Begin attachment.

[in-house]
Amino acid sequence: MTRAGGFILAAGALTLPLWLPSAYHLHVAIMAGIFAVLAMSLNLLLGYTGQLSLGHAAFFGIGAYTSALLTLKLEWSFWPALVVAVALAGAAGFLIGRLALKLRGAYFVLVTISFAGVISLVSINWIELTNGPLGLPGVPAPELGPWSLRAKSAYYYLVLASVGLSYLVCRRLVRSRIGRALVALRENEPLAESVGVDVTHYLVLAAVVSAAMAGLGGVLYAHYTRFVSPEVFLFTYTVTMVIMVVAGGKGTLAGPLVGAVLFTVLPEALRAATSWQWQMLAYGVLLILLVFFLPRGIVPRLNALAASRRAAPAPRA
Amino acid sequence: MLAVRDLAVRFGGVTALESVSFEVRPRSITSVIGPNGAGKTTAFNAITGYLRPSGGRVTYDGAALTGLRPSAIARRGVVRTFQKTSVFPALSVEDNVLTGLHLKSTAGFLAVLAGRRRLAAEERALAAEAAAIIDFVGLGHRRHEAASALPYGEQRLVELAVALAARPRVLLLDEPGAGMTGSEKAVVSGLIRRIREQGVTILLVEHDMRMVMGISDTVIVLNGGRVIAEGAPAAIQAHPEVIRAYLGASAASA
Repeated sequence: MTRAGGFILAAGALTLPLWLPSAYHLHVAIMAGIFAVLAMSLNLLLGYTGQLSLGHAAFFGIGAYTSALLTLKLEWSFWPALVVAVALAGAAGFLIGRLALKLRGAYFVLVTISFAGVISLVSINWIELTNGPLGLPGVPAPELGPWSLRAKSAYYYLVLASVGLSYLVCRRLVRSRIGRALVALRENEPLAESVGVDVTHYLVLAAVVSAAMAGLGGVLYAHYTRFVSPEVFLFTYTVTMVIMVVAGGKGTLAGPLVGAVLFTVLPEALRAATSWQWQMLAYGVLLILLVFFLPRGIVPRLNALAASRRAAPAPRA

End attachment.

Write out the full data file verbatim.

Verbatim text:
[in-house]
Amino acid sequence: MTRAGGFILAAGALTLPLWLPSAYHLHVAIMAGIFAVLAMSLNLLLGYTGQLSLGHAAFFGIGAYTSALLTLKLEWSFWPALVVAVALAGAAGFLIGRLALKLRGAYFVLVTISFAGVISLVSINWIELTNGPLGLPGVPAPELGPWSLRAKSAYYYLVLASVGLSYLVCRRLVRSRIGRALVALRENEPLAESVGVDVTHYLVLAAVVSAAMAGLGGVLYAHYTRFVSPEVFLFTYTVTMVIMVVAGGKGTLAGPLVGAVLFTVLPEALRAATSWQWQMLAYGVLLILLVFFLPRGIVPRLNALAASRRAAPAPRA
Amino acid sequence: MLAVRDLAVRFGGVTALESVSFEVRPRSITSVIGPNGAGKTTAFNAITGYLRPSGGRVTYDGAALTGLRPSAIARRGVVRTFQKTSVFPALSVEDNVLTGLHLKSTAGFLAVLAGRRRLAAEERALAAEAAAIIDFVGLGHRRHEAASALPYGEQRLVELAVALAARPRVLLLDEPGAGMTGSEKAVVSGLIRRIREQGVTILLVEHDMRMVMGISDTVIVLNGGRVIAEGAPAAIQAHPEVIRAYLGASAASA
Repeated sequence: MTRAGGFILAAGALTLPLWLPSAYHLHVAIMAGIFAVLAMSLNLLLGYTGQLSLGHAAFFGIGAYTSALLTLKLEWSFWPALVVAVALAGAAGFLIGRLALKLRGAYFVLVTISFAGVISLVSINWIELTNGPLGLPGVPAPELGPWSLRAKSAYYYLVLASVGLSYLVCRRLVRSRIGRALVALRENEPLAESVGVDVTHYLVLAAVVSAAMAGLGGVLYAHYTRFVSPEVFLFTYTVTMVIMVVAGGKGTLAGPLVGAVLFTVLPEALRAATSWQWQMLAYGVLLILLVFFLPRGIVPRLNALAASRRAAPAPRA